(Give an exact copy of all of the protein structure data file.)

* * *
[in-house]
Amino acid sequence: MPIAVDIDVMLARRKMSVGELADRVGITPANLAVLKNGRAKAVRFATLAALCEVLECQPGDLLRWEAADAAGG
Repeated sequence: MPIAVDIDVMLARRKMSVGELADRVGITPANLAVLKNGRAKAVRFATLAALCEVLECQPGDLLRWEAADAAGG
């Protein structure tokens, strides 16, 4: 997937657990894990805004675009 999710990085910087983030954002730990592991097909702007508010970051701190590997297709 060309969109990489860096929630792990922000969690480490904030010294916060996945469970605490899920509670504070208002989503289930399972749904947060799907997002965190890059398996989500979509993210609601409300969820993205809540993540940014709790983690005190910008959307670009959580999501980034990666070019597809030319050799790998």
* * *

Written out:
[in-house]
Amino acid sequence: MPIAVDIDVMLARRKMSVGELADRVGITPANLAVLKNGRAKAVRFATLAALCEVLECQPGDLLRWEAADAAGG
Repeated sequence: MPIAVDIDVMLARRKMSVGELADRVGITPANLAVLKNGRAKAVRFATLAALCEVLECQPGDLLRWEAADAAGG
């Protein structure tokens, strides 16, 4: 997937657990894990805004675009 999710990085910087983030954002730990592991097909702007508010970051701190590997297709 060309969109990489860096929630792990922000969690480490904030010294916060996945469970605490899920509670504070208002989503289930399972749904947060799907997002965190890059398996989500979509993210609601409300969820993205809540993540940014709790983690005190910008959307670009959580999501980034990666070019597809030319050799790998």